Denver Tool Library: Lending Helping Hammers

In a year's time, the Denver Tool Library has attracted more than 300 members. As it pushes for nonprofit status, the organization is making a big impact.
Sarah Steiner is in back re-stocking tools when Eric Casterline enters the building from the back alley of 555 Santa Fe Dr. It's the site of Steiner's enterprise, the Denver Tool Library.

"Got some returns," Casterline says. He pulls out the items he checked out a few days earlier -- a power drill, drill bits, a crow bar and a screwdriver -- and sets them on the counter.

"Everything work out okay?" Steiner asks.

"Yeah, everything's great," Casterline says. "Seriously, you guys are saving me so much money."

Casterline, 23, is renovating a three-story house in the nearby Westwood neighborhood from top to bottom.

"I just became a homeowner in 2015, so this helps a lot with costs," says Casterline, who coincidentally, works at a library himself -- a Denver Public Library branch just up the street at Seventh Avenue and Santa Fe. "My boss told me about this tool library, and I just came over here and thought it was the coolest concept."

Denver Tool Library turns one year old on April 1 and currently boasts more than 2,000 tools. That doesn't include non-inventoried items like the vast assortment of crescent wrenches hanging on one wall of the 1,000-square-foot warehouse that DTL rents. Available tools are listed on the organization's website.

"We get donations from people who are moving and don't want to take the stuff with them," Steiner says. "And from people who have bought new tools and are letting their old stuff go;  from estates -- people who want to pass their tools on but don't have kids to pass them on to. Even some companies donated us a bunch of new stuff they couldn't sell because the packaging was broken or something like that."

An annual Denver Tool Library membership is $80. Tools can generally be checked out for four days. Late fees are 50 cents a day for hand tools, $1 a day for power tools. Steiner estimates DTL currently has 300 to 400 members.

"It costs about the same for a year as it would [renting from a shop] for a day," Steiner says. "They just come and sign up. It's an $80 annual fee, and then you're a member. Easy as that."

DTL is pursuing nonprofit status; its application is under review now. Steiner says a nonprofit designation would enable her to apply for grants and for DTL to be staff-run instead of entirely reliant on volunteers as it is now.

"We have so many volunteers who have helped us get this far," she says. "I would like to be able to pay some of them a salary."

Steiner herself works as an editor for a women's business leadership group. For now DTL is open Tuesdays and Thursdays from 3 p.m. to 7 p.m., and Saturdays and Sundays from 10 a.m. to 2 p.m.

Construction catalystSarah Steiner co-founded the Denver Tool Library with Cody Noha in 2015.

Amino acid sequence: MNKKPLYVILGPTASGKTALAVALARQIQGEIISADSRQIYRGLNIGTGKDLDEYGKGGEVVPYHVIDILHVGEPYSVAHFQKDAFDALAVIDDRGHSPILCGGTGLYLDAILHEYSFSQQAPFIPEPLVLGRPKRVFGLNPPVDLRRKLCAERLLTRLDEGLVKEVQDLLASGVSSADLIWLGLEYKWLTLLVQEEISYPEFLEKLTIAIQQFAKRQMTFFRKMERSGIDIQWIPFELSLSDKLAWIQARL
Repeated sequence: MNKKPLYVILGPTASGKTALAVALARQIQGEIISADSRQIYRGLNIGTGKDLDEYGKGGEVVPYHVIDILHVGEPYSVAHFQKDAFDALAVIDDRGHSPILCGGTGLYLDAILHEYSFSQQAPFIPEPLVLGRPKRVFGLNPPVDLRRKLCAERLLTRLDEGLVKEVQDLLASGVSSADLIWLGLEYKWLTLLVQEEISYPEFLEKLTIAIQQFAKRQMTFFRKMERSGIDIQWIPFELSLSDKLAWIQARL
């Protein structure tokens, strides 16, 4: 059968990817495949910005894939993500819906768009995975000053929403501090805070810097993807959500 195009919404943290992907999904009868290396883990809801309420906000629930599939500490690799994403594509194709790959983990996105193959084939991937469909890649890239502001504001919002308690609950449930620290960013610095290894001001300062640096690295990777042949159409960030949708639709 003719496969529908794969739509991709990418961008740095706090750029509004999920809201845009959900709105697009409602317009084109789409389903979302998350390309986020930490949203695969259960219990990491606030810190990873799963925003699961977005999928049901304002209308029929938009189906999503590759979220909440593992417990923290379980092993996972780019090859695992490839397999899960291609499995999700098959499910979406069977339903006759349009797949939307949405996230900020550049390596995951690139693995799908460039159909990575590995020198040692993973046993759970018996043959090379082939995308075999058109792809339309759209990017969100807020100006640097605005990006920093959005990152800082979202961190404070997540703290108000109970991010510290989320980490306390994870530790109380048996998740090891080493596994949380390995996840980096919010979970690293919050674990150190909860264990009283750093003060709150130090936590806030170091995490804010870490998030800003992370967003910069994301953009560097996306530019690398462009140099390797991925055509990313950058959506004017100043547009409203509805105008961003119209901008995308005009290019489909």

The impetus for DTL occurred about two years ago as Steiner was helping her boyfriend, Cody Noha, build a recording studio for his work as a sound engineer.

"I can't tell you how many times it was almost the end of the day, and if we'd had the right tool, it would have been the end of the day," Steiner says. "But instead it took six hours to do a one-hour job because we didn't have the right tools. Then we heard of the idea for a tool library. We knew how helpful it would be to us, so we started a survey to see if other people in Denver felt the same way. They did. Over 400 people took the survey in just a matter of days."

Steiner and Noha studied tool libraries around the U.S. and Canada online for about a year and tried to incorporate the best of what they learned in launching their own. A one-year anniversary party for DTL is planned for April 1 at Su Teatro Cultural and Peforming Arts Center with live music and silent auctions.

DTL is also working with the Denver Public Library to offer workshops at branches throughout the city starting in March. One topic, "You're handier than you think you are," will familiarize attendees with tools. Other sessions will be more project-specific.

vast assortment of tools hangs on the wall of DTL's 1,000-square-foot warehouse.Happy returns

Steiner says the Denver Tool Library has been a fulfilling undertaking because she and Noha are both happiest when they are helping other people.

"He's the one who has a real background in building and working with tools," Steiner says. "That's lucky. He's the one who kind of like orchestrated the build-out of this space. I think he really likes sharing that knowledge. His biggest thing is sharing access to tools for people who wouldn't be able to afford access otherwise."
Along with tools for home fix-up projects, DTL has a large assortment of lawn and garden equipment, which has attracted the interest of urban farmers.

For 2016, Steiner has some ideas for reaching further into the community. "We want to start putting these tools to use with groups of volunteers to help out other local nonprofits," she says. For example, "If we're going to do a drywall workshop, why not do it at a community center that needs their drywall redone so people learn and we help the community at the same time? I think that would be really cool."

Photos by Kara Pearson Gwinn.

Read more articles by Mike Taylor.

Mike Taylor is a freelance writer in Denver. He is editor of ColoradoBiz magazine and previously wrote for The Fort Worth Star-Telegram and The Anchorage Times.
Signup for Email Alerts